I started all my sites off on a shared plan to get going. I even kept them there for many years until the traffic got too high to stay on the cheap plan. When that happened, I moved my servers to a different host and have now landed at MediaTemple. I’m currently using a VPS solution for my larger sites that get 1 million views a month, but that costs me over $100/mo. If you’re in need of a larger host, I’ve been happy with MediaTemple.
You could also start off with a MediaTemple plan if you’d like. Those will cost more than Bluehost ($20/mo vs $3-7/mo). They have some custom technical services you can pay for and maybe the customer support is better/quicker. For a small site you probably won’t notice too much difference otherwise.
Alright, now that we’ve covered some details… let’s take some action and get started. I’d recommend using Bluehost to get going and starting out with a shared hosting plan. There are two plans I’d consider:
Basic: This is super cheap and they give you a great deal of $2.95/mo to start out (note: the cheapest prices are if you register for 36 months, you’ll pay a couple dollars more if you register for only 12 months). I’d choose this plan if you’re only going to have one website and don’t plan to email much using that account (5 max email accounts and 100MB email storage).
Plus: This is only slightly more at $4.45/mo to start out. The nice thing is you can have multiple sites there and you get unlimited email accounts and storage.
Pick whichever makes sense for what you’re planning to do. Click here, then click the green “Get Started Now” button to choose your plan.
Signing Up for Bluehost
Awesome, now you are all set with your hosting plan choice. Lets dig into the remaining steps you’ll need to get WordPress setup on Bluehost.
First off enter your domain name, this is where you’ll register a new name or just enter one that you’ve already purchased.
Then fill out your information to purchase your hosting plan. You’ll see here you have some pricing options. You can lock in the cheapest price if you pre-pay for 36 months, or pay something like a dollar more for shorter commitments. Not a huge deal, they just are looking for long term customers and willing to give a deal for that. I’d go with whatever you’re comfortable paying up-front.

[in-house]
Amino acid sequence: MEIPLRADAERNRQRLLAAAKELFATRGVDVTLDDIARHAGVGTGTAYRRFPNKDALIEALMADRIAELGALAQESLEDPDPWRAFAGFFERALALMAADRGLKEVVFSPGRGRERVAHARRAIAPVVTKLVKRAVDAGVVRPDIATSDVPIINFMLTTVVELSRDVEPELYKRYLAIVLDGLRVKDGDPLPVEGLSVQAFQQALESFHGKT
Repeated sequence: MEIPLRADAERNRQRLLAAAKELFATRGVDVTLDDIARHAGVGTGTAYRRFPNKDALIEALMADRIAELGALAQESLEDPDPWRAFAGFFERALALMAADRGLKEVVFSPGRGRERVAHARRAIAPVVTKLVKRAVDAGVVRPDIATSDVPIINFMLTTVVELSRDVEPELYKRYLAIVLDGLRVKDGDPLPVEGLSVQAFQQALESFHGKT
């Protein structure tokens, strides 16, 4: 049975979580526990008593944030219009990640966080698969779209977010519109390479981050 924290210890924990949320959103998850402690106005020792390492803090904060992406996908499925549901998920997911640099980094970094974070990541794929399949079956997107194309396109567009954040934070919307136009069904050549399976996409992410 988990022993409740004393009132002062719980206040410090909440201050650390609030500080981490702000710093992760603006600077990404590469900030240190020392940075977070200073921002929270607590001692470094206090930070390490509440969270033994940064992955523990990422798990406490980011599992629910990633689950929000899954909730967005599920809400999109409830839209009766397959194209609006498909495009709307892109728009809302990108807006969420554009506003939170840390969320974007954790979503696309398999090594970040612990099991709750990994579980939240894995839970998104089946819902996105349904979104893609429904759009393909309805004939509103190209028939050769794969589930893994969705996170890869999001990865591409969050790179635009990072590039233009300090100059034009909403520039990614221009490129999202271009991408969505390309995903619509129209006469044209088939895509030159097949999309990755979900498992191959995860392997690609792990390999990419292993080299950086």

There are a few more package options you can add-on. I generally don’t do this, but if you don’t want to have your name/address associated with your site (domain privacy), or are running e-commerce (positiveSSL) these can be useful.
Alright, you have hosting! Next step is setting a password. If you get an error message just wait a minute and then hit submit again.
Bluehost and WordPress
Now you’ll be in Bluehost’s control panel, which is really quite nice looking compared to many other hosts. This is where you’ll be whenever you want to do any customizing of your server. You can set up email addresses, install software, or add new sites.
Now, to setup WordPress you can follow the prompt that may pop-up or you can scroll down to the “website” box and click “Install WordPress”.
Choose the domain from the drop-down that you’d like to use for your site. I always use the one with www. The domain will work regardless, WordPress will just redirect all traffic to whichever one you use. I also leave the directory box blank. You would only fill this in if you wanted to only have WordPress running on something like www.yoursite.com/blog and something else running the rest of your site. (Again if you get an error here just wait a minute and select your domain again).
Finally enter the name of your site, the username you want to login with (I’d recommend not using ‘Admin’), and a strong password like the default one they will suggest. Make sure to write it down! Then click install. It’ll wait a few minutes and let you browse themes. When it’s installed you can purchase a theme from them (if you don’t know how to code, buying a theme is a great way to go) or you can go right into the WordPress admin where you can build your own theme or buy one elsewhere and install it.
Congratulations, on starting a WordPress site… you’re up and running with your new site!